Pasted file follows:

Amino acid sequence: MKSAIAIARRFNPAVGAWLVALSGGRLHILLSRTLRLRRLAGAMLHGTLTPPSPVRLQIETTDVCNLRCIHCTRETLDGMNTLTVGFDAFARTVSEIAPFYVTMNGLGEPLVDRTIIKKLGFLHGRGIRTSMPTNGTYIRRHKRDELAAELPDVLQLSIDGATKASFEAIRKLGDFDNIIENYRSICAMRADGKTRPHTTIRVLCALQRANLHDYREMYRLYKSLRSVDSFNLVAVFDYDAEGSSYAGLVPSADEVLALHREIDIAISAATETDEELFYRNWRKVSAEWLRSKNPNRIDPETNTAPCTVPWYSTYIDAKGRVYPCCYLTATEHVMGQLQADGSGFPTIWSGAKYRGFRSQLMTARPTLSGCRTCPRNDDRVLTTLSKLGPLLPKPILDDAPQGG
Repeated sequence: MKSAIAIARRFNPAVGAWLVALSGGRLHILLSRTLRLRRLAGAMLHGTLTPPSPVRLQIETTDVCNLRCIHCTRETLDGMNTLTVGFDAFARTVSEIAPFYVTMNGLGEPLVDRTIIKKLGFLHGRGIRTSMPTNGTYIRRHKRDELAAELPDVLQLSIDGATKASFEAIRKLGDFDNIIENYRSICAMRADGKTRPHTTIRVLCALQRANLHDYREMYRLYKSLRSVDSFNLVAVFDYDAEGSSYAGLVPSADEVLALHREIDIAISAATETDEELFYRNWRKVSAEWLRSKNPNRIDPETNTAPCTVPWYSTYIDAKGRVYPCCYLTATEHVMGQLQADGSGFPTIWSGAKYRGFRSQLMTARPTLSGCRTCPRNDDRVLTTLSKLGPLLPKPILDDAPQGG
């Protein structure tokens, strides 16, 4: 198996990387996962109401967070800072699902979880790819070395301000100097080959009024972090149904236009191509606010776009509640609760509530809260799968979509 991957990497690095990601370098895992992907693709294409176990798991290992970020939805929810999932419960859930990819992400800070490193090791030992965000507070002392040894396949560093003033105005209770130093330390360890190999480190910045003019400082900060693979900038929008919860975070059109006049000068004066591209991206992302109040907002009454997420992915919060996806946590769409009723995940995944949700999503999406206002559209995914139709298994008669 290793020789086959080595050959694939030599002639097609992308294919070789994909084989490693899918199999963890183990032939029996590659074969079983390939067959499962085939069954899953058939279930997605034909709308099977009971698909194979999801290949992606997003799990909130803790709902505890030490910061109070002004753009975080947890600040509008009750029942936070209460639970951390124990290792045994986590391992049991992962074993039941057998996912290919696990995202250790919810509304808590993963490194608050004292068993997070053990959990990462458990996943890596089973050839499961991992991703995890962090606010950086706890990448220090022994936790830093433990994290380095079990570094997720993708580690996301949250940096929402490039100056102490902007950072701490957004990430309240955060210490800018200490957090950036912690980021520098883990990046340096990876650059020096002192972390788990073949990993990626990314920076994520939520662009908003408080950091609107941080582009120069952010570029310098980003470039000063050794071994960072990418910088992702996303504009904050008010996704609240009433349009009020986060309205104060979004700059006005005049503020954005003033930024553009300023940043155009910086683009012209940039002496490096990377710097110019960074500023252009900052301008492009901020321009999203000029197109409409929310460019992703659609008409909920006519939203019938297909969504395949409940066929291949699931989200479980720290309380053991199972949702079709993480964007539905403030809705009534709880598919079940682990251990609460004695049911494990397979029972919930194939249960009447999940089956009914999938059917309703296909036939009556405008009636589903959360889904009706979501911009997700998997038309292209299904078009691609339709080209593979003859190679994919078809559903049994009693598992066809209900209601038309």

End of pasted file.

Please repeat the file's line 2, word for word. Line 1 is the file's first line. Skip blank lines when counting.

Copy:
Repeated sequence: MKSAIAIARRFNPAVGAWLVALSGGRLHILLSRTLRLRRLAGAMLHGTLTPPSPVRLQIETTDVCNLRCIHCTRETLDGMNTLTVGFDAFARTVSEIAPFYVTMNGLGEPLVDRTIIKKLGFLHGRGIRTSMPTNGTYIRRHKRDELAAELPDVLQLSIDGATKASFEAIRKLGDFDNIIENYRSICAMRADGKTRPHTTIRVLCALQRANLHDYREMYRLYKSLRSVDSFNLVAVFDYDAEGSSYAGLVPSADEVLALHREIDIAISAATETDEELFYRNWRKVSAEWLRSKNPNRIDPETNTAPCTVPWYSTYIDAKGRVYPCCYLTATEHVMGQLQADGSGFPTIWSGAKYRGFRSQLMTARPTLSGCRTCPRNDDRVLTTLSKLGPLLPKPILDDAPQGG